Covid-19 has brought health inequalities into sharp focus, prompting NHS England and NHS Improvement to launch an eight-step plan to address inequalities in NHS health provision and outcomes.[i] With a challenge as broad and complex as this, healthcare systems need a clear understanding of health inequalities, how and what we will measure, and where we will focus our attention.
This has been at the centre of some recent work for the NHS in the Midlands, resulting in a dedicated health inequalities dashboard to help to inform targeted interventions in the region.
What are health inequalities?
Health inequalities are the observable difference in health experience and outcomes between different groups. Although we refer to health inequalities, what we are really interested in is health inequities – differences that are avoidable and unjust.
For example, the health outcomes between those aged 25 and those aged 85 are different, but not necessarily unjust. Many of those differences will arise through the unavoidable fact that human health tends to deteriorate as we age.
Health inequities are differences in health experience and outcomes caused by avoidable barriers such as poverty, isolation or poor access to education.
Understanding health determinants
The wealth of data available within the NHS, and the increasingly advanced models and systems we use to analyse that data, can feel overwhelming. However, strengthening the understanding of health determinants and outcomes measurements across the health system is essential if we are to pinpoint areas where proactive health interventions will have maximum benefit – and share that learning across wider geographies.
The Dahlgren-Whitehead rainbow model[ii] of health determinants sets out the different factors that affect health and how they interact, including those that are readily amenable to change, such as lifestyle factors and those that are less amenable to change such as age, sex and genetic factors.
The life course model[iii] looks at cultural-behavioural norms and choices, psychosocial stresses and materialist aspects including socioeconomic status, all of which recognise the impact of factors outside of healthcare on health inequality.
To some extent, race and ethnicity are markers of genetic differences across groups. But recent studies have shown that racial and ethnic differences in health are more likely to result from non-genetic sources, such as differences in behaviours, access to care, social and cultural norms, occupation, and discrimination.
By contrast, the link between socioeconomic status and health outcomes has been shown to be universal – it can be seen through low, medium and high-income countries, and through the societies within those countries. Put crudely, the wealthier you are, the more likely you are to enjoy good health for longer. As we age, however, differences in outcomes between socioeconomic groups diminish.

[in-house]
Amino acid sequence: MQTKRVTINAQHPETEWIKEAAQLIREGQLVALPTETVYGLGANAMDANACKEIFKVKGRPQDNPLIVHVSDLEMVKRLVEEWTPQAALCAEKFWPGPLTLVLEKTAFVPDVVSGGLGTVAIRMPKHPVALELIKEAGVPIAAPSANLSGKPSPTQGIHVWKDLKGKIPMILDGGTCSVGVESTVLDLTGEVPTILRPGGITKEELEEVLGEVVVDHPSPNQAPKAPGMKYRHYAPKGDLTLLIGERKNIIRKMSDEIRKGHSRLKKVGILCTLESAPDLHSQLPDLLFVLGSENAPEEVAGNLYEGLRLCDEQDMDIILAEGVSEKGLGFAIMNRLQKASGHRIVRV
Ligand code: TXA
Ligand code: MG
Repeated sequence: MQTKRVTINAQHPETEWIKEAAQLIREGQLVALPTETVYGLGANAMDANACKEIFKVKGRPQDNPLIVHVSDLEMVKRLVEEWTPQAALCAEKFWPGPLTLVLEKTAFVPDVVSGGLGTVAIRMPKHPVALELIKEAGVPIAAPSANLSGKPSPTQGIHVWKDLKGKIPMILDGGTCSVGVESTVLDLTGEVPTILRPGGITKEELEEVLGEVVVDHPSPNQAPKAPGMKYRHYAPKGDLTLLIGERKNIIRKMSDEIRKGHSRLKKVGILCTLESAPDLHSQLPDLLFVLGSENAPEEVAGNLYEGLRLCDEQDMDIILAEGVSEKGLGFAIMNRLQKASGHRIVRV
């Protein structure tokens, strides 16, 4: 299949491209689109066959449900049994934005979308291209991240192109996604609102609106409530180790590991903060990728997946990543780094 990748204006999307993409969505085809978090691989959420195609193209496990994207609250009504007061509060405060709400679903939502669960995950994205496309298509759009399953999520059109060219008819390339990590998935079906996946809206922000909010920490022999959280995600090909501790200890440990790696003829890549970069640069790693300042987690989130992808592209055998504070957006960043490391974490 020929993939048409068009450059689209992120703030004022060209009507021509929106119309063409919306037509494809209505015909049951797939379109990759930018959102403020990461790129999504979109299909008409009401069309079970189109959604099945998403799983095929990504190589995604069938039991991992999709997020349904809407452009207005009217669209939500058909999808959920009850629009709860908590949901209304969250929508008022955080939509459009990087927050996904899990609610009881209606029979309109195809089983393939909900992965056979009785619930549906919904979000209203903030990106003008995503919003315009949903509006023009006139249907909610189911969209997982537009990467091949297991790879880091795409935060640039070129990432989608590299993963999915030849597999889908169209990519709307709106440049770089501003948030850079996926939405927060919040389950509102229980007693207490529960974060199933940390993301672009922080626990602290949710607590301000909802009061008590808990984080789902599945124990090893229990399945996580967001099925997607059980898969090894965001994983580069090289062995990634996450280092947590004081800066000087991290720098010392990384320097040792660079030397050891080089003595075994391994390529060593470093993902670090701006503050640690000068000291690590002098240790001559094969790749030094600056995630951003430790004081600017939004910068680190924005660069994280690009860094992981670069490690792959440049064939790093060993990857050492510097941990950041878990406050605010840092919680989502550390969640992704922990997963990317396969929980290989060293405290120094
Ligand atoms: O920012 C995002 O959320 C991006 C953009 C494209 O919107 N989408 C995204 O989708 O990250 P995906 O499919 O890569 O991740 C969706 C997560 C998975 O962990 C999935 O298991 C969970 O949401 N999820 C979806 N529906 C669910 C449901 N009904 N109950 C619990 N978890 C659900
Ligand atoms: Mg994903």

These examples show the broad and complex spectrum of determinants that affect health outcomes – the challenge is to work together to refine this into a clear, workable set of indicators that will enable health systems to identify where to put additional resources and track the impact of new interventions.
Developing health indicators
Agreeing a set of indicators at regional or system level requires compromise. NHS organisations need to focus on those which have both a health determinant (e.g. deprivation levels) and an accessible, measurable health outcome. Health outcomes typically fall into one of three categories:
- Performance indicators, or process outcomes, which give information on the performance of health services rather than the change in health status of individuals
- Clinical/biomedical indicators, which are observed clinically, such as aspects of disease or pathology that can be detected by physical or laboratory examination or body measurement
- Patient-reported outcome measures (PROMs) made directly by patients concerning their health, symptoms, level of functioning, satisfaction with treatment, etc. Ideally, they should be recognised, validated instruments.
Our work in the Midlands saw stakeholders working together to review and validate over 100 measures, rating them on markers such as relevance and impactability, before agreeing 25 robust, measurable indicators that will be used to plan interventions.
The NHS Midlands Inequalities Report is still a work in progress, but already we are seeing its potential. For example, it shows that the burden of diabetes is more than two times more prevalent in the Black and Asian population in the Midlands than in the White subgroup, which could lead commissioners to invest more resources in initiatives specifically for that subgroup.
Regional data can also be used to demonstrate variations in national markers and identify local funding needs. For example, alcohol related admissions are approximately seven times higher in the most deprived population in England, but ten times higher in some STPs in the Midlands.
Given the early stage of this work, these are just a couple of examples of the benefit of clear data highlighting areas of need. As understanding of health inequalities at regional and local level evolves, analysing determinants and their consequences will help commissioners identify priorities and develop interventions that begin to tackle the avoidable and unjust inequalities in health experience and outcomes at all levels of the health and care system.
Ana Ohde is senior health economist at NHS Arden & GEM CSU.
Read more blogs on health inequalities here.
[i] NHS England and NHS Improvement: Implementing phase 3 of the NHS response to the COVID-19 pandemic, 7 August 2020 https://www.england.nhs.uk/wp-content/uploads/2020/08/C0716_Implementing-phase-3-v1.1.pdf
[ii] Dahlgren and Whitehead (1991)
[iii] Public Health England: Health matters: Prevention – a life course approach, 23 May 2019